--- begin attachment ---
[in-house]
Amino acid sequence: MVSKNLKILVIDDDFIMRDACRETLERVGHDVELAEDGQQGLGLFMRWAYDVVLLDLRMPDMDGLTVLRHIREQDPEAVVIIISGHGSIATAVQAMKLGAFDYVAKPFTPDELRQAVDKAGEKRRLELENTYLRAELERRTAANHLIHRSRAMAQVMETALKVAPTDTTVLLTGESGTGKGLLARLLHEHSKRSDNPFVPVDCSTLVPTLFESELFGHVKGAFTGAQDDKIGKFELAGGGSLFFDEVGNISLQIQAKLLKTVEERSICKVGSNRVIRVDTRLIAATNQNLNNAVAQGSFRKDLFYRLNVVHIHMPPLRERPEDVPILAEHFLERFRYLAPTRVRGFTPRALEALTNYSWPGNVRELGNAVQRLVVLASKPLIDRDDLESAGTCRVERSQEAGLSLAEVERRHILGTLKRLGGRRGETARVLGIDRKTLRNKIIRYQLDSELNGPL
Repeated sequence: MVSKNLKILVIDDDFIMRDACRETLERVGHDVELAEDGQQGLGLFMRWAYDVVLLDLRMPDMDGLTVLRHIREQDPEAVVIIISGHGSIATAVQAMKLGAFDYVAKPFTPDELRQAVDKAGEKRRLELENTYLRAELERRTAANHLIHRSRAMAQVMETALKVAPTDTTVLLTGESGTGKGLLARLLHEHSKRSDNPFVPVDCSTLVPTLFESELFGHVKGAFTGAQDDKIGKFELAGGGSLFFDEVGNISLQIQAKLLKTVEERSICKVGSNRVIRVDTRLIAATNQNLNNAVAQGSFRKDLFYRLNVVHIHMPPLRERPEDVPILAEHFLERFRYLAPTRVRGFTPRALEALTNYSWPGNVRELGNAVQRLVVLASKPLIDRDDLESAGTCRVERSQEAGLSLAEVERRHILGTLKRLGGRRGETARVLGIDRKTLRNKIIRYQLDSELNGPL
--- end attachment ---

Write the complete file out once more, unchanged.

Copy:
[in-house]
Amino acid sequence: MVSKNLKILVIDDDFIMRDACRETLERVGHDVELAEDGQQGLGLFMRWAYDVVLLDLRMPDMDGLTVLRHIREQDPEAVVIIISGHGSIATAVQAMKLGAFDYVAKPFTPDELRQAVDKAGEKRRLELENTYLRAELERRTAANHLIHRSRAMAQVMETALKVAPTDTTVLLTGESGTGKGLLARLLHEHSKRSDNPFVPVDCSTLVPTLFESELFGHVKGAFTGAQDDKIGKFELAGGGSLFFDEVGNISLQIQAKLLKTVEERSICKVGSNRVIRVDTRLIAATNQNLNNAVAQGSFRKDLFYRLNVVHIHMPPLRERPEDVPILAEHFLERFRYLAPTRVRGFTPRALEALTNYSWPGNVRELGNAVQRLVVLASKPLIDRDDLESAGTCRVERSQEAGLSLAEVERRHILGTLKRLGGRRGETARVLGIDRKTLRNKIIRYQLDSELNGPL
Repeated sequence: MVSKNLKILVIDDDFIMRDACRETLERVGHDVELAEDGQQGLGLFMRWAYDVVLLDLRMPDMDGLTVLRHIREQDPEAVVIIISGHGSIATAVQAMKLGAFDYVAKPFTPDELRQAVDKAGEKRRLELENTYLRAELERRTAANHLIHRSRAMAQVMETALKVAPTDTTVLLTGESGTGKGLLARLLHEHSKRSDNPFVPVDCSTLVPTLFESELFGHVKGAFTGAQDDKIGKFELAGGGSLFFDEVGNISLQIQAKLLKTVEERSICKVGSNRVIRVDTRLIAATNQNLNNAVAQGSFRKDLFYRLNVVHIHMPPLRERPEDVPILAEHFLERFRYLAPTRVRGFTPRALEALTNYSWPGNVRELGNAVQRLVVLASKPLIDRDDLESAGTCRVERSQEAGLSLAEVERRHILGTLKRLGGRRGETARVLGIDRKTLRNKIIRYQLDSELNGPL